The National Credit Act1 has brought about significant changes to the South African credit market. Amongst these changes are the provisions that introduced concepts such as ?over-indebtedness? and ?reckless credit?, as well as the provisions that implemented a new alternative debt relief measure into our law. Section 86 of the NCA introduced the debt review process in terms whereof an over-indebted consumer can voluntarily apply to a debt counsellor to be placed under debt review with regard to credit agreements that fall within the scope of application of the NCA.2
Upon receipt of a consumer application, a debt counsellor will proceed to conduct an assessment of the consumer?s financial means, prospects and obligations with the aim of ascertaining whether or not the consumer is indeed over-indebted. During this period of assessment, a moratorium becomes operative which restricts the right of credit providers with whom the consumer has a credit agreement, subject to debt review, to proceed with debt enforcement proceedings against the defaulting consumer. Only once the prescribed period of 60 business days has lapsed,3 but before the matter is filed at court, may the credit provider terminate the debt review and consequently proceed with debt enforcement proceedings.
Although the NCA affords credit providers the right to terminate a debt review this right is however not absolute, as the NCA also affords consumers with the opportunity to apply for the revival of the terminated debt review. Consequently, it will be up to the court hearing such an application for revival to make a ruling.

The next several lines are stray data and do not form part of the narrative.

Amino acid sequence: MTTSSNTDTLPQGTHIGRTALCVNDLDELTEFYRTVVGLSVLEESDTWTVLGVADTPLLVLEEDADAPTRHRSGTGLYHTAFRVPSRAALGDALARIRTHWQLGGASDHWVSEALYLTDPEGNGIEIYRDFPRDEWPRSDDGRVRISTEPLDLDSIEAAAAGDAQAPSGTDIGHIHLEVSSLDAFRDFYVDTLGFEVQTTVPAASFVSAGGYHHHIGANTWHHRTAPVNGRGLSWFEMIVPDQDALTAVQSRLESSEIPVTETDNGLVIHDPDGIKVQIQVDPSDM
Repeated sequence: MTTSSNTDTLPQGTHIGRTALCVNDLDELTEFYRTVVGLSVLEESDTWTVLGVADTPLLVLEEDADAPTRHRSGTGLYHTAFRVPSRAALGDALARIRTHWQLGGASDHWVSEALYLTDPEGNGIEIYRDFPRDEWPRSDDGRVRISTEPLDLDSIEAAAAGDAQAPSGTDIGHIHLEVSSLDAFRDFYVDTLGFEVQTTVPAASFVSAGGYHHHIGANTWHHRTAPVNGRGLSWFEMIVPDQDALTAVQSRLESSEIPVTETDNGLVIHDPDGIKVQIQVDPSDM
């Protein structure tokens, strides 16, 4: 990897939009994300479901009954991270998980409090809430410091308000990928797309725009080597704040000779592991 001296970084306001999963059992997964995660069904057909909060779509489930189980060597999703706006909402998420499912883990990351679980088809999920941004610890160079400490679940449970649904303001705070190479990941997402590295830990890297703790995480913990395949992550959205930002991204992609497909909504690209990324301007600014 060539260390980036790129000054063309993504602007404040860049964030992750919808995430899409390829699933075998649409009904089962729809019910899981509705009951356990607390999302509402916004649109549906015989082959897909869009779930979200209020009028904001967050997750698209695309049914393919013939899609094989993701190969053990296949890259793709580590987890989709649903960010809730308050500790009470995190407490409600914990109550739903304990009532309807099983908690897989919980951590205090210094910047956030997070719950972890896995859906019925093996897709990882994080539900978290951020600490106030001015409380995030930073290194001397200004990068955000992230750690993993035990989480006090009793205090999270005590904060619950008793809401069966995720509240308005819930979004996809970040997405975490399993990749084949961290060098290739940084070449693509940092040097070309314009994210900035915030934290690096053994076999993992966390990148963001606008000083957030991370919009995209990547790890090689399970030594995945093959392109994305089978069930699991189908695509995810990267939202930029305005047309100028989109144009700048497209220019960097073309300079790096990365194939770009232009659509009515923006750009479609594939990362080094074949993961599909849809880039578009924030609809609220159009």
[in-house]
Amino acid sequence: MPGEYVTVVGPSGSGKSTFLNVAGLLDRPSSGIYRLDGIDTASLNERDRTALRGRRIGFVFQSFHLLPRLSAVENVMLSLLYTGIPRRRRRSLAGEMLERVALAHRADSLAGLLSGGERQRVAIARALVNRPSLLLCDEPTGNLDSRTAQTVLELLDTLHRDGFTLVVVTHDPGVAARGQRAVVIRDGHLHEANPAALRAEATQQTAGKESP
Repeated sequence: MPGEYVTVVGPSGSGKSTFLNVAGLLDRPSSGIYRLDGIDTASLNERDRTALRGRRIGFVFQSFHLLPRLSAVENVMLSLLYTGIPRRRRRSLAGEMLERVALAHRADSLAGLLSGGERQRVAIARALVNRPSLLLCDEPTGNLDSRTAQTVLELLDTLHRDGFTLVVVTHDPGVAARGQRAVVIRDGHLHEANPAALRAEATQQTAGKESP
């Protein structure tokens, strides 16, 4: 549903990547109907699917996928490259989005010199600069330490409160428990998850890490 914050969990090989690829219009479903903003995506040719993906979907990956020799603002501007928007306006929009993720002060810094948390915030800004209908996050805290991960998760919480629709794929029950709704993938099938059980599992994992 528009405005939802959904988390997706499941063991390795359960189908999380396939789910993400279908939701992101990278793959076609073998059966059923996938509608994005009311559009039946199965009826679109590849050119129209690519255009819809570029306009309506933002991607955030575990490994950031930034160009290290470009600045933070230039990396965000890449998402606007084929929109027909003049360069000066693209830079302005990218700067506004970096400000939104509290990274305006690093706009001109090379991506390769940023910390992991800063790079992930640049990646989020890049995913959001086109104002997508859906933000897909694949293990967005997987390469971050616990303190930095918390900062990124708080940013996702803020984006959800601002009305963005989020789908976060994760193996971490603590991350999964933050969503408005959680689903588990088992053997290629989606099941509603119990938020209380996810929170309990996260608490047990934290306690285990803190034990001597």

The legislature, however, failed to include into the NCA detailed procedural rules and guidelines in respect of the debt review process, more specifically in respect of the termination procedure. This oversight of procedural rules and guidelines by the legislature has proven to be very problematic and has resulted in a vast range of conflicting judgments by our courts.
This dissertation aims to analyse the procedural issues pertaining to the termination procedure, in its original and amended forms, as well as the reinstatement procedure. These issues will be discussed and inferences will be made. Recommendations will also be provided in the hope of contributing to streamlining the debt review process and in particular the termination and revival procedures.
Mini Dissertation (LLM)--University of Pretoria, 2016.